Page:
Wednesday, March 28, 2007


HYMEN: Art by Georgia O'keefe


O to be free at last, to sleep at last
As infants sleep within the womb of rest!

To stir and stirring find no blackness vast
With passion weighted down upon the breast,

To turn the face this way and that and feel
No kisses festering on it like sores,

To be alone at last, broken the seal
That marks the flesh no better than a whore's!

HYMEN: Mixed media installation by Jehanne-Marie Gavarini

"Revolt from Hymen" and the Feminist Thought

by Jacquiline Dy

The hymen is a fold of mucous membrane the wholeness of which differentiates someone who is a virgin from someone who is not. In Angela Manalang-Gloria's poem, the hymen becomes a symbol for the society's concept of femininity. The persona in the "Revolt from Hymen" can be compared to a woman writer who aims to free herself from the constricting boundaries of the feminine position. The lines "O to be free at last… / To be alone at last" echoes women's pleas for independence from the society's controlling grip and its social constructs. The persona wants to be a woman who is free to write without experiencing the "anxiety of authorship," the "blackness vast / With passion weighted down upon the breast"; a woman who can attempt the pen without worrying whether she has the right to do so; a woman who can express herself, her desires and her story without being ashamed of it.

The kisses on the third stanza are a symbol of patriarchal society's high regard for women who conform to the stereotypical female attributes of purity and passivity. These kisses then turn into sores whenever women, in exchange for social acceptance, confine themselves just to what society constructs them to be. The persona believes that these kisses, just like festering sores, are things that women should not want for themselves. A woman should learn how to "turn [her] face this way and that," to assert herself within the Order and to do her own thing in spite of the condemnation she would probably receive as its result.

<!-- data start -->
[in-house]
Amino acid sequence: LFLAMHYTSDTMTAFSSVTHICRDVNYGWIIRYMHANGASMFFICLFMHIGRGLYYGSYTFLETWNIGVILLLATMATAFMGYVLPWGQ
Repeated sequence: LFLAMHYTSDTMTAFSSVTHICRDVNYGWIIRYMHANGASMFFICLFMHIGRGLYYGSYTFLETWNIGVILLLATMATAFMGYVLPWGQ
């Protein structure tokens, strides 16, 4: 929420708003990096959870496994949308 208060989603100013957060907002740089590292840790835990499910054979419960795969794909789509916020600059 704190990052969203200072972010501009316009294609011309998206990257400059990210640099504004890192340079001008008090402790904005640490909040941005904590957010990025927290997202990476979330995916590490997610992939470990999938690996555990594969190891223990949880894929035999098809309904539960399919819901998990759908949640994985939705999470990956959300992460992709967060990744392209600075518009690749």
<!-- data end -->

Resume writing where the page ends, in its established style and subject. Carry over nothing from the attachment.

The last two lines of the poem lead to the virgin/whore dichotomy. The virgin, whose hymen is still intact, is a symbol for all the women who chose to submit to the standards connected with femininity. The whore, and her broken hymen, meanwhile, comes to stand for everything that the virgin is not—active, aggressive and subversive. Women writers are like whores because both of them transgress the society's concept of femininity. A woman writer ceases to become passive at the moment she is able to create a story of her own. Her writing is a practice that gives her power and yet transmogrifies her. Both of them—the whore and the woman writer—are subversive because they chose to rebel against these stereotypical roles.

The persona in the poem chose to write and free herself despite being labeled a whore than to be a virgin and remain forever muted. The lines "[breaking] the seal / That marks the flesh no better than a whore's" pertains to the process of severing the chains that bind the feminine role to the female body, as well as the deconstruction of the virgin/whore, angel/monster dichotomies to which women are circumscribed, things that the poem "Revolt from Hymen" sought to address.

Jacquiline Dy is from Journals.

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